Sunday, January 16, 2011

The Grindhouse Experience Chapter 3: "Savage Man/Savage Beast"

The 3rd film in the Grindhouse Experience set is a 1975 Mondo film. Mondo films are exploitation documentaries that focus on wild topics ranging from murder to cannibalism. They are graphic, and often contain footage that is staged. They rose to prominence in 1962 with the release of Mondo Cane, still the most notorious and arguably the best of these films. They remained a staple of the grind theaters for most of their existence.

Savage Man/Savage Beast focuses on the relationships of man and beast, and man and fellow man in various aspects of hunting around the world. Directors Antonio Climati and Mario Morra went to seemingly all corners of the globe to obtain the footage of the hunt. Scenes range from Indigenous tribes hunting elephants with spears, to the traditional European fox hunt being interrupted by animal activists to mercenaries committing sadistic murder in the jungle and cannibalism.

This isn't for the squeamish and animal lovers be warned, even though much of this is people hunting for food for their survival as they've done for centuries, there is plenty of on screen animal death. There also an infamous scene shot in Namibia of a tourist on safari being mauled and killed by a lion. There is no shortage of blood and guts on screen, and had it been more exploitative than it was it could be nauseating, but there is a message in there. Its certainly not prevalent enough to have the film escape being an exploitation film, but it does have something to say about the natural instinct of all beasts, human and animal never escaping the natural instinct to hunt be it for sport or survival.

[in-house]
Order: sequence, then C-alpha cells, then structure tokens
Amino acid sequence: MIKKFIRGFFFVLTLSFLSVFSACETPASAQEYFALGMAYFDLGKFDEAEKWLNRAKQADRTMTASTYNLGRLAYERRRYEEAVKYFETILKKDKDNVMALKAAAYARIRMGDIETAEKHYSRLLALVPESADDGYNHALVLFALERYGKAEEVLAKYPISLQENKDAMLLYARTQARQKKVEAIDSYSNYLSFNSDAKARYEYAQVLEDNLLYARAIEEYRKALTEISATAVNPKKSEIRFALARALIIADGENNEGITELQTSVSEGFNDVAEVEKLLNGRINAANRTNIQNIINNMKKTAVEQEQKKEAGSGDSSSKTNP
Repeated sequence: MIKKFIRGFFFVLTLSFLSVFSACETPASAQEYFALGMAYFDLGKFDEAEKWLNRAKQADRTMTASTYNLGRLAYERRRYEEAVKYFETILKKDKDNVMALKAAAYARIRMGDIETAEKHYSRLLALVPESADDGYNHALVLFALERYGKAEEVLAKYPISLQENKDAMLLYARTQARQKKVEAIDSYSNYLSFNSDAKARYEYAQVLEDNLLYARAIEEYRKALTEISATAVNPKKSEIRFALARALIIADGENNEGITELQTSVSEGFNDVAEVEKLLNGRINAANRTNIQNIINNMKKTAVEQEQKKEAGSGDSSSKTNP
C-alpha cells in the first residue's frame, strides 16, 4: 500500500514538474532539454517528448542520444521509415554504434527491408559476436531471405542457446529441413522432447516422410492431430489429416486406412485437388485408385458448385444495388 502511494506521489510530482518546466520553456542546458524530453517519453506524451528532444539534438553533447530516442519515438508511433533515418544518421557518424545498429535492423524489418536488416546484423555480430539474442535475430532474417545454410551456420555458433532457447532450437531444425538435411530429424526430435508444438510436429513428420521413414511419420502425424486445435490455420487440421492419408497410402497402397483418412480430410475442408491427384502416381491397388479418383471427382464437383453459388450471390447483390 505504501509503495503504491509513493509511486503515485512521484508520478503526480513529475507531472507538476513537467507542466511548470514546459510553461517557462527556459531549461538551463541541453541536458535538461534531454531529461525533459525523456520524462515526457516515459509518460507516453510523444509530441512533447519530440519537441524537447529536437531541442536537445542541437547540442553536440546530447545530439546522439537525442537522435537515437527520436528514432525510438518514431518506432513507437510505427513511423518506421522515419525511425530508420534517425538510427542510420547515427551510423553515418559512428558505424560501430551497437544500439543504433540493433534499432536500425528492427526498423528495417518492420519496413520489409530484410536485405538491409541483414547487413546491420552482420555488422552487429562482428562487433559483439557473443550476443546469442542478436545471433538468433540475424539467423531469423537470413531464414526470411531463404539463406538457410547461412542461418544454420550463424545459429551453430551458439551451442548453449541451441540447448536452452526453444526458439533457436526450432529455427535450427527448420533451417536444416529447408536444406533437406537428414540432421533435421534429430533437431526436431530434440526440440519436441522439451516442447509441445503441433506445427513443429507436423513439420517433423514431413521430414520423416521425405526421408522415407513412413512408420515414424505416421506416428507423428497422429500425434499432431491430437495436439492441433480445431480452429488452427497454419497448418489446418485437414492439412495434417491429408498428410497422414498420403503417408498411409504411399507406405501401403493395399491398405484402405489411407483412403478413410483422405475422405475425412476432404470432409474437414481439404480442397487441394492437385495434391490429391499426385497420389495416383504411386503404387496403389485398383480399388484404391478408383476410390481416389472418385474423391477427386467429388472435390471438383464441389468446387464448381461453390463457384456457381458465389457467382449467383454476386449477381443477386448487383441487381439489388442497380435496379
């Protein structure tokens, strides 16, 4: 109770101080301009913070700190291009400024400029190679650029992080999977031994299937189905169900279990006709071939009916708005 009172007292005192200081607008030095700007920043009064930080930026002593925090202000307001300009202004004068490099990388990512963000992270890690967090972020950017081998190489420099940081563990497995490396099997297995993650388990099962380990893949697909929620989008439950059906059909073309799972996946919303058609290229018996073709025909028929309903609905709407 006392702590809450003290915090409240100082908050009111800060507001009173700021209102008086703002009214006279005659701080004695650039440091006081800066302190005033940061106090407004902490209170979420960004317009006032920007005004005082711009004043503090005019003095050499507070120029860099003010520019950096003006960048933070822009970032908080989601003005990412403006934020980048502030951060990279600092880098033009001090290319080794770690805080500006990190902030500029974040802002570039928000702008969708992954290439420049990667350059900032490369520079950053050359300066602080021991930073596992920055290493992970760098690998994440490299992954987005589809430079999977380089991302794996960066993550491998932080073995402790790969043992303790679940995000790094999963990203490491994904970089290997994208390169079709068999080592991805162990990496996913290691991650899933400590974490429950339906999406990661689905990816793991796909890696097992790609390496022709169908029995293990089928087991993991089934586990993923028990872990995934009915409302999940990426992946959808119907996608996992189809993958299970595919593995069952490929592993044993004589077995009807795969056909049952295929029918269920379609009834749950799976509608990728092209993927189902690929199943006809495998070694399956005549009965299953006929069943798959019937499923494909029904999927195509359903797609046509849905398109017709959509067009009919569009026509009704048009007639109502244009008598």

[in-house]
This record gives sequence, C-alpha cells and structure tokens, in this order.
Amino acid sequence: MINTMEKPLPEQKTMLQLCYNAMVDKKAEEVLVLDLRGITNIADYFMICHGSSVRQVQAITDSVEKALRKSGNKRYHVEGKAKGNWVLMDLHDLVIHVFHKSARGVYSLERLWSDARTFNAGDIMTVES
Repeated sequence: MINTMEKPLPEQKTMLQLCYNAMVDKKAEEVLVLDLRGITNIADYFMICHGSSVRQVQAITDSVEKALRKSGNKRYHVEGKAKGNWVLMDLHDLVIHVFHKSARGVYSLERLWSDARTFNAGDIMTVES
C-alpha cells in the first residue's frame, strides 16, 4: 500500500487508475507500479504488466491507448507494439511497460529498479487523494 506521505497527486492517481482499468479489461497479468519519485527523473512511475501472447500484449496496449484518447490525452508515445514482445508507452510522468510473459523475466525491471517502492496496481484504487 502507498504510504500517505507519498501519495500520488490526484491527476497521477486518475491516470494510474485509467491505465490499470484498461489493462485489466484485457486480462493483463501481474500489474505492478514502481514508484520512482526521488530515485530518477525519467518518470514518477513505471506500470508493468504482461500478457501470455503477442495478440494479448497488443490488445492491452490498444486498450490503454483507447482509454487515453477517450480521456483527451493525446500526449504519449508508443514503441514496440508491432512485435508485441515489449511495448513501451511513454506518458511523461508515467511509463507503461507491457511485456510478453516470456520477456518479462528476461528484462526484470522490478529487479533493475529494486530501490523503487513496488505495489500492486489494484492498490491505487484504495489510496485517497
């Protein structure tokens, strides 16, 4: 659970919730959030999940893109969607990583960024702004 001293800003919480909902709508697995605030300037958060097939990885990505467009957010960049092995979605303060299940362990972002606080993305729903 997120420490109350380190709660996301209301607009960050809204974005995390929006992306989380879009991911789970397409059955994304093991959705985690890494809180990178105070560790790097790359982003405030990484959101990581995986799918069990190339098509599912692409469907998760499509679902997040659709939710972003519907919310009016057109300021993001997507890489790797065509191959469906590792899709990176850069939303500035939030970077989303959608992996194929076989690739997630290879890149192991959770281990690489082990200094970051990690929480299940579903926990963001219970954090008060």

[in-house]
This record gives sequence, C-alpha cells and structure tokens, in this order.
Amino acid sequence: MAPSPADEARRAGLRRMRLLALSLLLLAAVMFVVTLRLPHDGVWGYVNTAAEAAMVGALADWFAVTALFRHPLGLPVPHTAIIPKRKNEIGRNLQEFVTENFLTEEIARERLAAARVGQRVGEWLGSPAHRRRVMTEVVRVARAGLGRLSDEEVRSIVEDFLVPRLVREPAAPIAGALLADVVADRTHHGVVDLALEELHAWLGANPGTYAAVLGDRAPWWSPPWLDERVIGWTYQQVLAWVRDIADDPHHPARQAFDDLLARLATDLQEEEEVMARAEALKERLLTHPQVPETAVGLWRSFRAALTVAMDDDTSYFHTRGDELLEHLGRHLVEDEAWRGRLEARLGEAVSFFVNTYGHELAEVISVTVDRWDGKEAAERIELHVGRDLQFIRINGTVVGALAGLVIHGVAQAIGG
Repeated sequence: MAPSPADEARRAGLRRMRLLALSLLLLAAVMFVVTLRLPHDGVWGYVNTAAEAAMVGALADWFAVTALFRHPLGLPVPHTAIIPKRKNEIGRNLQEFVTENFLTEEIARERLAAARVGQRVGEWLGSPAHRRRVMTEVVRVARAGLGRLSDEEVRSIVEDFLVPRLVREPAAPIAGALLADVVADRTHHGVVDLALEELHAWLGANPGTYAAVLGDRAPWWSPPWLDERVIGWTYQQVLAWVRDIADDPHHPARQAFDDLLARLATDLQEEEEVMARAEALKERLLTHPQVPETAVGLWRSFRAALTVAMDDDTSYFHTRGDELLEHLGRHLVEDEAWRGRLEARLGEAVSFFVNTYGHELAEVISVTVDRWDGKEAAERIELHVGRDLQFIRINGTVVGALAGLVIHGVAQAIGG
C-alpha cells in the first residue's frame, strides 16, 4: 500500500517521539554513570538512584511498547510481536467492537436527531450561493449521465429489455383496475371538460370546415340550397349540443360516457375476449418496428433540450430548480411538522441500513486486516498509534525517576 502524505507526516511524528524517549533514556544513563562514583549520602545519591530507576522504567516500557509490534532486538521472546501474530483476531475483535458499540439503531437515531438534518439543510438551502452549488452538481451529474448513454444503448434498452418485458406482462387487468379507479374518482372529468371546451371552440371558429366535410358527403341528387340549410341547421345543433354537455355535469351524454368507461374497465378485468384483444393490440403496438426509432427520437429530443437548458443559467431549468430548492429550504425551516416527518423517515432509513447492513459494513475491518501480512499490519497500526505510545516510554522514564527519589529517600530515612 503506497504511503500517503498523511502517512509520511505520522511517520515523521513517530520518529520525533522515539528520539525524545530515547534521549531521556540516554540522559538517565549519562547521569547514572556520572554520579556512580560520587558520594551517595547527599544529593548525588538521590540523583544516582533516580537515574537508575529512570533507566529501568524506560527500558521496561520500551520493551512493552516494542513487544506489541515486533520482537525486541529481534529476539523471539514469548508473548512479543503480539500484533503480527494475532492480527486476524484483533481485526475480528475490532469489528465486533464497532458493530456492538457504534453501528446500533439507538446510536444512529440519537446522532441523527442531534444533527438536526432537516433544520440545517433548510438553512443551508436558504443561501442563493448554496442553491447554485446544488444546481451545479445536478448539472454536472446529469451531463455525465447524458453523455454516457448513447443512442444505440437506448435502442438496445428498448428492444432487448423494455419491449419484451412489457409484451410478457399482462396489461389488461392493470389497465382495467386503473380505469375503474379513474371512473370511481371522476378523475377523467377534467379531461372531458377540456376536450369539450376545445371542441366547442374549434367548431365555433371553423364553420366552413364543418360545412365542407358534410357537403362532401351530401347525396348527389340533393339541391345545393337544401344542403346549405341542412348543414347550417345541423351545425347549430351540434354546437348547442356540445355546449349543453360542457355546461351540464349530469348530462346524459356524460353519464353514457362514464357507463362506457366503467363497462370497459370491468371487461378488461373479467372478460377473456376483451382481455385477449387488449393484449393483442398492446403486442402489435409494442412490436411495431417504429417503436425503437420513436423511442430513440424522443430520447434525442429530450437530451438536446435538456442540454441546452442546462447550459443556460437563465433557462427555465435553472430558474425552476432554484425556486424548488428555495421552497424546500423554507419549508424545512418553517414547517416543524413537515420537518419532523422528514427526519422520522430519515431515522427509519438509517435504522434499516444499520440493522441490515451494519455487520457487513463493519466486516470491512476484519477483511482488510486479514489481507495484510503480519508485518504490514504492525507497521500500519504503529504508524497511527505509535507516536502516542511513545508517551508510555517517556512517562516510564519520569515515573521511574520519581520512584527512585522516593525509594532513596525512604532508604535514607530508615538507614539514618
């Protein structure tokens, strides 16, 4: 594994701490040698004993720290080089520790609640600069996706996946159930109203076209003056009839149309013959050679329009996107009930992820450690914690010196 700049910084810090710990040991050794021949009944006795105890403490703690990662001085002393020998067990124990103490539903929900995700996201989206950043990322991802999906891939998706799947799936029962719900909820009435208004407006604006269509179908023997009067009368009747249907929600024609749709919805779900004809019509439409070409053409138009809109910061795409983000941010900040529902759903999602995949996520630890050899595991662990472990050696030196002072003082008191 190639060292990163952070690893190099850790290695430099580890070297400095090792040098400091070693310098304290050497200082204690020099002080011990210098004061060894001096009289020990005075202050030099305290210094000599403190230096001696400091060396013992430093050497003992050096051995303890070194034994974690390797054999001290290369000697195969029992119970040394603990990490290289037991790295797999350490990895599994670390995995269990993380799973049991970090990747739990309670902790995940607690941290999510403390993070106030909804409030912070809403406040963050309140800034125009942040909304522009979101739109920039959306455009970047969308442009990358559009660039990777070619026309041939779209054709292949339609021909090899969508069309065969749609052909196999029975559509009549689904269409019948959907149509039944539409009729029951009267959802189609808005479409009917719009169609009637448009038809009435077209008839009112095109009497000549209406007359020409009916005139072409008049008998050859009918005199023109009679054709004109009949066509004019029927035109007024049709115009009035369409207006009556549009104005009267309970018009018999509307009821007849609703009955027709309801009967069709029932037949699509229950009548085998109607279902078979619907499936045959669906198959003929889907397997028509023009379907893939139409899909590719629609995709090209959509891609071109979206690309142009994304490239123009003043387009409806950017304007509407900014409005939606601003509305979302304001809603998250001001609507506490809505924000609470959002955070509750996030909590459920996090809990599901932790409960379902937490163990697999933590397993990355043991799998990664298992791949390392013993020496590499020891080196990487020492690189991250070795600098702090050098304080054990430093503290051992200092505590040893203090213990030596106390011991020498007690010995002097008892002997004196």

The film is well made, and even with quite a bit of it being staged and acted, and even more being suspected of it without proof. Its interesting to say the least and will get your mind turning at least a little. And it did have an influence on other exploitation films to follow. This is what the grindhouse was... excess in one form or another.

The 3rd film of this set has been the high point so far hopefully it keeps getting better.


Wednesday, January 12, 2011

The Grindhouse Experience: Chapter 2 "Tortured Angels"

We are on to film number two of the Grindhouse Experience. Lets get to the point...

Strike Of The Tortured Angels (1982)

Imagine an exploitation movie. Got it? Now imagine an exploitation movie made by a kid in 4th grade. That is what this movie is.

I normally do research on a movie I know little about to find out about the actors, directors, writers, so on, so forth. This one gets no such treatment. Why, you may ask... because it is a giant pile of steaming shit.